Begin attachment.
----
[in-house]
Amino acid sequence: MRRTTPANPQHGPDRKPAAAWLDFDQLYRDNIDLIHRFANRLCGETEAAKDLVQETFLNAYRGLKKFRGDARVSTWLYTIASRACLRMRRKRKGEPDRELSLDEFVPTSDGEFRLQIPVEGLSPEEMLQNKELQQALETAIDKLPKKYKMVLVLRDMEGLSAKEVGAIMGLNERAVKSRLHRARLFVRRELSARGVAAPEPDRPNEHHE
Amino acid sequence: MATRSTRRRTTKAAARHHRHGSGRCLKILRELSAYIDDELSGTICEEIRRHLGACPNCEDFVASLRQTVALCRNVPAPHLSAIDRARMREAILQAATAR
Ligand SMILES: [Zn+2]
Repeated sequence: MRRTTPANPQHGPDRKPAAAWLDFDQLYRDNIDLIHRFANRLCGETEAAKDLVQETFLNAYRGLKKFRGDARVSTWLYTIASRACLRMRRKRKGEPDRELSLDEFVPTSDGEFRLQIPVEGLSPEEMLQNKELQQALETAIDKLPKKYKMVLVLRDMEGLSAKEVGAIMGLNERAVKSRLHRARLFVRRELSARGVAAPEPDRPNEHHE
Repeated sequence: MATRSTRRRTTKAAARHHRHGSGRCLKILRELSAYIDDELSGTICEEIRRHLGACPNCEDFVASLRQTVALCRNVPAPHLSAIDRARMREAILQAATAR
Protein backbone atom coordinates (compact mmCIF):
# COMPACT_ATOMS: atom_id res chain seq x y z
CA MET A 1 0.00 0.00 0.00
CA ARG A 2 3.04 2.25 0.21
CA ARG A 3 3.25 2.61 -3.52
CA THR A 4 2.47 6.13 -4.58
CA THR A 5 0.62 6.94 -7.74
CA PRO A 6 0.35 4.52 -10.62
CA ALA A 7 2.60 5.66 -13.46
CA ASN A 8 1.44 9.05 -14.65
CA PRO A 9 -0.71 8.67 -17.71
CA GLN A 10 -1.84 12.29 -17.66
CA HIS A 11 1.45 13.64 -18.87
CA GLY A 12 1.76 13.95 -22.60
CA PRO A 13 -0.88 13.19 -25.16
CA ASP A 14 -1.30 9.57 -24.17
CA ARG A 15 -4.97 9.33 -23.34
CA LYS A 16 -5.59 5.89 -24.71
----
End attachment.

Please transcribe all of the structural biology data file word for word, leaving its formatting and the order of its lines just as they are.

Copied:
[in-house]
Amino acid sequence: MRRTTPANPQHGPDRKPAAAWLDFDQLYRDNIDLIHRFANRLCGETEAAKDLVQETFLNAYRGLKKFRGDARVSTWLYTIASRACLRMRRKRKGEPDRELSLDEFVPTSDGEFRLQIPVEGLSPEEMLQNKELQQALETAIDKLPKKYKMVLVLRDMEGLSAKEVGAIMGLNERAVKSRLHRARLFVRRELSARGVAAPEPDRPNEHHE
Amino acid sequence: MATRSTRRRTTKAAARHHRHGSGRCLKILRELSAYIDDELSGTICEEIRRHLGACPNCEDFVASLRQTVALCRNVPAPHLSAIDRARMREAILQAATAR
Ligand SMILES: [Zn+2]
Repeated sequence: MRRTTPANPQHGPDRKPAAAWLDFDQLYRDNIDLIHRFANRLCGETEAAKDLVQETFLNAYRGLKKFRGDARVSTWLYTIASRACLRMRRKRKGEPDRELSLDEFVPTSDGEFRLQIPVEGLSPEEMLQNKELQQALETAIDKLPKKYKMVLVLRDMEGLSAKEVGAIMGLNERAVKSRLHRARLFVRRELSARGVAAPEPDRPNEHHE
Repeated sequence: MATRSTRRRTTKAAARHHRHGSGRCLKILRELSAYIDDELSGTICEEIRRHLGACPNCEDFVASLRQTVALCRNVPAPHLSAIDRARMREAILQAATAR
Protein backbone atom coordinates (compact mmCIF):
# COMPACT_ATOMS: atom_id res chain seq x y z
CA MET A 1 0.00 0.00 0.00
CA ARG A 2 3.04 2.25 0.21
CA ARG A 3 3.25 2.61 -3.52
CA THR A 4 2.47 6.13 -4.58
CA THR A 5 0.62 6.94 -7.74
CA PRO A 6 0.35 4.52 -10.62
CA ALA A 7 2.60 5.66 -13.46
CA ASN A 8 1.44 9.05 -14.65
CA PRO A 9 -0.71 8.67 -17.71
CA GLN A 10 -1.84 12.29 -17.66
CA HIS A 11 1.45 13.64 -18.87
CA GLY A 12 1.76 13.95 -22.60
CA PRO A 13 -0.88 13.19 -25.16
CA ASP A 14 -1.30 9.57 -24.17
CA ARG A 15 -4.97 9.33 -23.34
CA LYS A 16 -5.59 5.89 -24.71